He now plans to propose a plan to cut public spending by more than $350m (€305.5m) a year. And has asked the International Monetary Fund (IMF) for technical assistance to implement it. But the Shiite Hezbollah movement, which has a majority in parliament with its allies, refuses this intervention, saying it fears "foreign tutelage"

92 billion in debt

According to the Lebanese Prime Minister, half of the State's revenue is used to pay back the interests of creditors. The debt is currently estimated at $92bn, or €80.37bn. A sum equivalent to 166% of the Gross Domestic Product (GDP) - against 155.1% in 2019 - which makes Lebanon the third most indebted country in the world behind Japan and Greece. The IMF forecasts a debt expected to reach 185.2% of GDP in 2024. A situation unprecedented since the end of the Lebanese civil war (1975-1990).

"Is it viable for a country to build itself on a debt economy? Will a nation ever be free if it is heavily in debt? Today, we are paying the price for the mistakes made years ago. Should we pass them on to our children and future generations? "The debt has far exceeded Lebanon's capacity to bear it, and has exceeded the capacity of the Lebanese to service it. The entire Lebanese economy has become a prisoner of these policies and dependent on an ever-increasing debt. Public policies have failed to find a way out of the tunnel of excessive debt that has undermined the productive sectors of the national economy. (...) The Lebanese lived under the illusion that everything was fine while Lebanon was drowning in a sea of debt and interest, including foreign currency," criticizes the Prime Minister.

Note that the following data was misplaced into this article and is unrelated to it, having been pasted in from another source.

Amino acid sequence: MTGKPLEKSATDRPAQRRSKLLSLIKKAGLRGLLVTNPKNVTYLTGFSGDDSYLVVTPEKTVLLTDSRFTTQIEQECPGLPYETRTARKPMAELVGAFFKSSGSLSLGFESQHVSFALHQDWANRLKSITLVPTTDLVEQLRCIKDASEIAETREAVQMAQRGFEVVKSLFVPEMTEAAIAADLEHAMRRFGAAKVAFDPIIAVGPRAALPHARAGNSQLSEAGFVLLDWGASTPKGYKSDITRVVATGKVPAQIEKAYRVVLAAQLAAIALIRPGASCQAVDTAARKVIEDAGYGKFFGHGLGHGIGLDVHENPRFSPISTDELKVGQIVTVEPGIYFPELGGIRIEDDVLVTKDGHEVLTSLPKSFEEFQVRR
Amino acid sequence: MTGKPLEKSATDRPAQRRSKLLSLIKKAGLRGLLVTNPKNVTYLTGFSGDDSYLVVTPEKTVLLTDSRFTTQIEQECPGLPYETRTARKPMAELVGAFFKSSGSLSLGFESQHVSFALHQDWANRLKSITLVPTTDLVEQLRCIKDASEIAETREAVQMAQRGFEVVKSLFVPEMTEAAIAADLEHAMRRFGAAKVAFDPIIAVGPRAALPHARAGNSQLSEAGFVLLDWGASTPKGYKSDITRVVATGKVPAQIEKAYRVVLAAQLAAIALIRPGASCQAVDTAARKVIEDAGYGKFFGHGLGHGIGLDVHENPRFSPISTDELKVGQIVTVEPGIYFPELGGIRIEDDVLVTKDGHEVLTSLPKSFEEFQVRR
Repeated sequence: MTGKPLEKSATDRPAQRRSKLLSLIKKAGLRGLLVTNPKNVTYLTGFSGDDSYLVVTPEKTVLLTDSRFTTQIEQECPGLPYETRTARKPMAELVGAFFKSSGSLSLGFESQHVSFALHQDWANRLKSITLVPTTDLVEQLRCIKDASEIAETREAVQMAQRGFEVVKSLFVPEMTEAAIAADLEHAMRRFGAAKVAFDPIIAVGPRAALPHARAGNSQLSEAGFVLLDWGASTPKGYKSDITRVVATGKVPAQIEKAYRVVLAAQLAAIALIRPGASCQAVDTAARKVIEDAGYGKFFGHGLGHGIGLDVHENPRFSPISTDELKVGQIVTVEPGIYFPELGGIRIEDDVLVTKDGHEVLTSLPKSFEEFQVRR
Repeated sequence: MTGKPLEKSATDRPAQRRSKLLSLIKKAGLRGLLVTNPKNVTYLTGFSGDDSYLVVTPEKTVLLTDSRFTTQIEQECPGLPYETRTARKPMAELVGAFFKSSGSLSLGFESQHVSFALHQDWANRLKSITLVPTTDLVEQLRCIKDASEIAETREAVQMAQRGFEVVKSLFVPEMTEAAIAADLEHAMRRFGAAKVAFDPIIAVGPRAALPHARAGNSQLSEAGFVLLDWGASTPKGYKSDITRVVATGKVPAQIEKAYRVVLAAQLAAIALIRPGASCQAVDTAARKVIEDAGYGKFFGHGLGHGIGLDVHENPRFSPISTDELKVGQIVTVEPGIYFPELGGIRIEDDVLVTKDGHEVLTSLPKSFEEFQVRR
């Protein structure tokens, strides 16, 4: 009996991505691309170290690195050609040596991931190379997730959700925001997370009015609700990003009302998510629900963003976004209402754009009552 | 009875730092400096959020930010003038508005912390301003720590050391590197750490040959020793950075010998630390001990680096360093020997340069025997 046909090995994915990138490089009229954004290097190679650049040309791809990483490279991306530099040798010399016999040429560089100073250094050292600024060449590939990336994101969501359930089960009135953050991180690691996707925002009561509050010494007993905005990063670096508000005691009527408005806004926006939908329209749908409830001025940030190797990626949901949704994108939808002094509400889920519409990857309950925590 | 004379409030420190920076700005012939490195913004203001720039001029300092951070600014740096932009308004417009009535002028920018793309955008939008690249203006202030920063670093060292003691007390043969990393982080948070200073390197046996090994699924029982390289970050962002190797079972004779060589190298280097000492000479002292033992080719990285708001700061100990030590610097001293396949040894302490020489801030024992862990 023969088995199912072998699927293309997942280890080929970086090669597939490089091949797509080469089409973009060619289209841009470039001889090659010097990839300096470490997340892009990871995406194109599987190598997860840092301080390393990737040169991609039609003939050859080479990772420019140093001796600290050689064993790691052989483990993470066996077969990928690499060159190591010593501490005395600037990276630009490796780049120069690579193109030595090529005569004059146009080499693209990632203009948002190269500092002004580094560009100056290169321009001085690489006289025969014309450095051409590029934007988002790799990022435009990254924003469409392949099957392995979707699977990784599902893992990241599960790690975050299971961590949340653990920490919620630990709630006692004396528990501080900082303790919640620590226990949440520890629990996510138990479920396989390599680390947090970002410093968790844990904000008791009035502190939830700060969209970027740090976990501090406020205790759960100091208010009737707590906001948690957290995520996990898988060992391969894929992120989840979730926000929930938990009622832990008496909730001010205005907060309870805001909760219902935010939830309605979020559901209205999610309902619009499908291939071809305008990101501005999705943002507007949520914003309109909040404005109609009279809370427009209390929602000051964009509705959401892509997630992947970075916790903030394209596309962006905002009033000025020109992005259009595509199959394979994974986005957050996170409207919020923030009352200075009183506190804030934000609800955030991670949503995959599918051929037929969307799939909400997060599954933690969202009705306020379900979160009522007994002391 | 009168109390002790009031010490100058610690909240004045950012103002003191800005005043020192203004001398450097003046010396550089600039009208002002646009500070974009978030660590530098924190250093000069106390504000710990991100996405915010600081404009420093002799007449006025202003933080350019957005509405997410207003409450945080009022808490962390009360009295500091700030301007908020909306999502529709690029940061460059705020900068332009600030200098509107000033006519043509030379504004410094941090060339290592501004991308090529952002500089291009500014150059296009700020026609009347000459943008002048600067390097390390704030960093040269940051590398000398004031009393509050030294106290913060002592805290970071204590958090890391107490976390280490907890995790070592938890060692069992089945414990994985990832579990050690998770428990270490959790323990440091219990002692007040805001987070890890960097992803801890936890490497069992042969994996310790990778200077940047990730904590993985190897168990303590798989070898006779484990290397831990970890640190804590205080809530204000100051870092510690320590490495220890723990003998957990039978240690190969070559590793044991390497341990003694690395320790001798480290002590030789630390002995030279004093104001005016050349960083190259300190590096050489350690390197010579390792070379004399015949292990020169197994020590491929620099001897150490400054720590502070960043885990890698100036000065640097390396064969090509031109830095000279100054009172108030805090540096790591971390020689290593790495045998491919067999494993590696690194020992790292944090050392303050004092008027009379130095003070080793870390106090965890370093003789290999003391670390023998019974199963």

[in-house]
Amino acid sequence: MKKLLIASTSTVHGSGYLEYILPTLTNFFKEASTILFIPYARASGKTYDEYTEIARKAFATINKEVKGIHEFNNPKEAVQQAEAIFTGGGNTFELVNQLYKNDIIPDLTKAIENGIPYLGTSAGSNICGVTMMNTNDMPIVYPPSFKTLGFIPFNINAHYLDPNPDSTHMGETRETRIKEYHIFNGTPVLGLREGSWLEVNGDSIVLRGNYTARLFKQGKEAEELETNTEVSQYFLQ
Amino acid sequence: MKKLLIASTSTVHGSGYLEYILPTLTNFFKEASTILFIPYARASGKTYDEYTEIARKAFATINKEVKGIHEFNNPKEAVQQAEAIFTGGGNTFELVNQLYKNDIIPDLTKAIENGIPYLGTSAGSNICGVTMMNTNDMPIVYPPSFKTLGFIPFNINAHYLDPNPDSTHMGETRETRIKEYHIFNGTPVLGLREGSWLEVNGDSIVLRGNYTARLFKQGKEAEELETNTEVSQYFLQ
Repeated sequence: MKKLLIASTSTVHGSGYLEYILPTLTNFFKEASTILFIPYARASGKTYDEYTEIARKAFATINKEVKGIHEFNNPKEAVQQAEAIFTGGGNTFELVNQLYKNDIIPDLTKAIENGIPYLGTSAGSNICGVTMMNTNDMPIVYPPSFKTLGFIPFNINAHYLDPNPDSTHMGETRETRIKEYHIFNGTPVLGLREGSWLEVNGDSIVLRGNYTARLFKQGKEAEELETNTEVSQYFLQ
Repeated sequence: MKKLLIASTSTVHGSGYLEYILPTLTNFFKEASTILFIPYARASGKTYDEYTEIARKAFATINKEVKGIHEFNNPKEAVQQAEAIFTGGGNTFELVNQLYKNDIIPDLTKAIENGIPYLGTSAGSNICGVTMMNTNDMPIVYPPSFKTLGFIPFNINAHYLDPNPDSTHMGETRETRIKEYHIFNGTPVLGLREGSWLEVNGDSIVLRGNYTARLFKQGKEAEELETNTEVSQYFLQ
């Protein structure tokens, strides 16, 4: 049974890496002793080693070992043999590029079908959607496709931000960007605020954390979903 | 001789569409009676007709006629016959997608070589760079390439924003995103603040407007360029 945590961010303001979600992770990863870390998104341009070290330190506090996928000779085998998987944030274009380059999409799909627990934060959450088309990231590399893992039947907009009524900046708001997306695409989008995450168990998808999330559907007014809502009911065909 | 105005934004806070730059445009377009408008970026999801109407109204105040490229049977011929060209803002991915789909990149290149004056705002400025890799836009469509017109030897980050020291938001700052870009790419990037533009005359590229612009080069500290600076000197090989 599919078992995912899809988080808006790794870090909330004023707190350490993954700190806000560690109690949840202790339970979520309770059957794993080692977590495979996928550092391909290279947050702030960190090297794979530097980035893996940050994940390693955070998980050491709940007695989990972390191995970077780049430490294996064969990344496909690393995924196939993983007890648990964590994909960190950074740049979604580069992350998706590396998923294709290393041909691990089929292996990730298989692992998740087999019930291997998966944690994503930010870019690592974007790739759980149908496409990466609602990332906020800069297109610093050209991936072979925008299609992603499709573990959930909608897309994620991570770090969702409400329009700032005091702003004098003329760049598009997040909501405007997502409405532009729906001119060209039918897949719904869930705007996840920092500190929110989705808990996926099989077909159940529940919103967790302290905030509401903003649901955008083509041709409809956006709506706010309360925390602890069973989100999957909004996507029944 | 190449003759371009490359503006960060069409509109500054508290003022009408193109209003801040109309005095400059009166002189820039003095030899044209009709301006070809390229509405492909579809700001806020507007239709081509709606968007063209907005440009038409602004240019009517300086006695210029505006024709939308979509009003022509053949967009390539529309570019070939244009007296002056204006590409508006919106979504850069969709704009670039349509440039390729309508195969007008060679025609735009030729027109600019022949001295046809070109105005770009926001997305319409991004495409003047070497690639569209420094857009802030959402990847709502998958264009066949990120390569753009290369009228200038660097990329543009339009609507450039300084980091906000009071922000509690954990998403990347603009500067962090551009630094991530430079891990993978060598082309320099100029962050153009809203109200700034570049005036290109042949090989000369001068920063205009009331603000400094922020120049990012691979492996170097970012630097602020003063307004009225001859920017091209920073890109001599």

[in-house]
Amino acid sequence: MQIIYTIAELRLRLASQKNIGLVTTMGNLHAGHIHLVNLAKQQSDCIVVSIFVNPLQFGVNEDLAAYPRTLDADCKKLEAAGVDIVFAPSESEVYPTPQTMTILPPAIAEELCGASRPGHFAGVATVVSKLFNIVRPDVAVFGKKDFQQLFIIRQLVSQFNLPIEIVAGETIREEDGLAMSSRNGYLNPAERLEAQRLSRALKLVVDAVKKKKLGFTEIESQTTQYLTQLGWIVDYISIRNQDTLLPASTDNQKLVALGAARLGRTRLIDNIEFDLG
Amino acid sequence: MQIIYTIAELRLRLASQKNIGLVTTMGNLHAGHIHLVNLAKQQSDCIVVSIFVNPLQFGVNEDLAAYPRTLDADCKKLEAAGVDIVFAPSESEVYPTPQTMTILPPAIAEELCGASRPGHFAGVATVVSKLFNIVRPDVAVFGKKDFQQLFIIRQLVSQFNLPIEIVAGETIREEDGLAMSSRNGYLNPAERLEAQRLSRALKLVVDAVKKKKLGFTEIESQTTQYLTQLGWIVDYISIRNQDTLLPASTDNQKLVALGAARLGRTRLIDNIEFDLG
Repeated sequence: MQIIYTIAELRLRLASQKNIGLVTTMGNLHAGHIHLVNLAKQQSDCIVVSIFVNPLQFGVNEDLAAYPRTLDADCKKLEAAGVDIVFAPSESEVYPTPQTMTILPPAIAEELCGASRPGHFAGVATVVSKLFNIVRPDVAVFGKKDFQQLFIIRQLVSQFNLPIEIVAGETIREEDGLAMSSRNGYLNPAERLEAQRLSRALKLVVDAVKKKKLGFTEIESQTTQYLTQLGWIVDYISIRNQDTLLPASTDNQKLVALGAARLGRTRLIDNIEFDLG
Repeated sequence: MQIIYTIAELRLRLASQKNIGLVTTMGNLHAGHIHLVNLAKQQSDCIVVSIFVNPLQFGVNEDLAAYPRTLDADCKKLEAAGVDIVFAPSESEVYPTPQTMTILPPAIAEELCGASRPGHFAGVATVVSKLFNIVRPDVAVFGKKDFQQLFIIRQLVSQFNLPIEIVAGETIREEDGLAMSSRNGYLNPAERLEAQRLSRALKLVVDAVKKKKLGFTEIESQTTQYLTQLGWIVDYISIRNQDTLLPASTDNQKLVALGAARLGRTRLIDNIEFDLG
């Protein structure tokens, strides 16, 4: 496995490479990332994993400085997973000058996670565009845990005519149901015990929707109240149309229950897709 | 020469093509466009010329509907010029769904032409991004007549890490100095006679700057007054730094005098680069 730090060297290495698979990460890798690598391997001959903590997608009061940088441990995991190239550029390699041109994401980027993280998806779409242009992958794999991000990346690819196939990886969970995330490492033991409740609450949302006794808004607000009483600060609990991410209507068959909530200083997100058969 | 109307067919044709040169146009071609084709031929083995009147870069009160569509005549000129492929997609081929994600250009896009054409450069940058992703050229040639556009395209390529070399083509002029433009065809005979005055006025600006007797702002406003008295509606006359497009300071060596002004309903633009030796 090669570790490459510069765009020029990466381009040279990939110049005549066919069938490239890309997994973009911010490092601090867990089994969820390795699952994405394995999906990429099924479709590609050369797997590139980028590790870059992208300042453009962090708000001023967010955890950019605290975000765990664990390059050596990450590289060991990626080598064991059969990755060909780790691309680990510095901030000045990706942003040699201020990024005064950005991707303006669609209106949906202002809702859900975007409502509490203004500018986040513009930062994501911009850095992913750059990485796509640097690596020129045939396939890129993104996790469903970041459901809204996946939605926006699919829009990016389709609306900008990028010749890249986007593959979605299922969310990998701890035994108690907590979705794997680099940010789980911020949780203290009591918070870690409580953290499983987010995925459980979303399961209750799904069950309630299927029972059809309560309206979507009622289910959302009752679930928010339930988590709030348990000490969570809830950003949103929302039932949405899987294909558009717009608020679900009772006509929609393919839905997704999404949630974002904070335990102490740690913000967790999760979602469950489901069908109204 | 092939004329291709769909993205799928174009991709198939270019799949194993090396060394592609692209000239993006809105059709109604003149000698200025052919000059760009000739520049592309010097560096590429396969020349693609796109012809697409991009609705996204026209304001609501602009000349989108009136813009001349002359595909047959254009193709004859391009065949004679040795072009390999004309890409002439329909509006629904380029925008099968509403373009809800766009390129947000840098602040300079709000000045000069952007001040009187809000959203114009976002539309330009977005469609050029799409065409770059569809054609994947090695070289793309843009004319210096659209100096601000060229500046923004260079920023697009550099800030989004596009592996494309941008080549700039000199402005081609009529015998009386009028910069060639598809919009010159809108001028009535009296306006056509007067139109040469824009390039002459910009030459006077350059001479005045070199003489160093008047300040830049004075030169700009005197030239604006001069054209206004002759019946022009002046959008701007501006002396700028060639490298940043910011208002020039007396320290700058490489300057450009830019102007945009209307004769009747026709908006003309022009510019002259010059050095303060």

Cedre reforms back on the agenda

After the first big financial difficulties, following the beginning of the Arab Spring (and the inherent drop in capital inflows), an international aid conference (CEDRE for Conférence économique pour le développement par les réformes et avec les entreprises) had been organised in April 2018 in Paris in favour of Lebanon. The country had received pledges of $11.6bn (€10.12bn) in grants and loans. However, the release of these envelopes was conditional on the implementation of structural reforms that political instability has not allowed to be put in place. The Prime Minister therefore promised to remedy this. "It is no longer possible to continue borrowing to finance corruption. It is high time to re-establish ethical conduct in governance and restore confidence in our state," says Hassan Diab.

While restrictions already exist on dollar withdrawals in banks (current official exchange rate of about 1,507 Lebanese pounds to $1 but close to 2,500 pounds to $1 in exchange offices), he plans, among other things, "a special law to organise bank-client relations, so as to bring more equality and justice.

* Lebanon, under the name of Greater Lebanon, was created in 1920 by France which administered it until its independence was proclaimed on 22 November 1943.